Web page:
Reports surface that AT&T utilized secret surveillance program 'Project Hemisphere' and sold data for upward of $1M to law enforcement agencies
While thousands of people the world over continue to go solar to generate alternative energy, a lab at the University of Wisconsin-Madison just made a major breakthrough on a completely unique new conductive material: wood pulp. While the mention of wood pulp mention leave many scratching their head, the lab found a way to manufacture floorboards out of the commonly wasted material, and did so in a manner that took advantage of its composition of cellulose nanofibers. In other words, the team of engineers managed to develop a flooring material capable of generating electricity by something as simple as a footstep.
"Everything should be made as simple as possible, but not simpler," said Albert Einstein, who managed to distill the relationship between mass, energy, and light into an equation so brief it could be text slang. CRISPR (Nature has a great overview here) builds ever-so-slightly off a strategy used by bacteria to fend off repeat attacks from viruses. In the human version, scientists use an RNA guide to direct an enzyme, Cas-9, to a specific point in any organism's DNA--where, like an eagle-eyed copy editor, the enzyme snips out an errant letter or sequence as if it were expunging a typo.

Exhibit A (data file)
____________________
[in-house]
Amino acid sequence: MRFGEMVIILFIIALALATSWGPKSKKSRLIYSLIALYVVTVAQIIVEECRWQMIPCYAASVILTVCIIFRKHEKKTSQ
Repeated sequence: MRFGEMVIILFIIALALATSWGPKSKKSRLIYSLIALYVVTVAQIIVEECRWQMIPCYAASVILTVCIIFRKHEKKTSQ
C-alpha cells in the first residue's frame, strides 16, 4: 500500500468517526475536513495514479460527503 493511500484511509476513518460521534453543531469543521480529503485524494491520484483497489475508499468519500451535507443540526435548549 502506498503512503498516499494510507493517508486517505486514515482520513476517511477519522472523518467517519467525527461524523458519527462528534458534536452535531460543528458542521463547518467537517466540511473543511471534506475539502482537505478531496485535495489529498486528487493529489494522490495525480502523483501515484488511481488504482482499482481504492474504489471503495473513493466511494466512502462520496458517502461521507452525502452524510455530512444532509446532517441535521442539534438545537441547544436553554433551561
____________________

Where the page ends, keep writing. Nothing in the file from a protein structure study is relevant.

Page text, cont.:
Rockwell Collins Begins Consolidation Phase amid Industry Jet Lag PART 4 OF 6 Revenue synergies During its announcement of the deal with B/E Aerospace, Rockwell Collins (COL) highlighted several areas in which it expects to realize revenue synergies, although it did not quantify these areas. For example, B/E Aerospace (BEAV) does not have a presence in many military programs that Rockwell Collins currently serves. The acquisition will allow greater access to B/E Aerospace, and Rockwell Collins would be able to pitch a broader product portfolio. Rockwell Collins has a stronger relationship with original equipment manufacturers, whereas airlines constitute a key customer base of B/E Aerospace.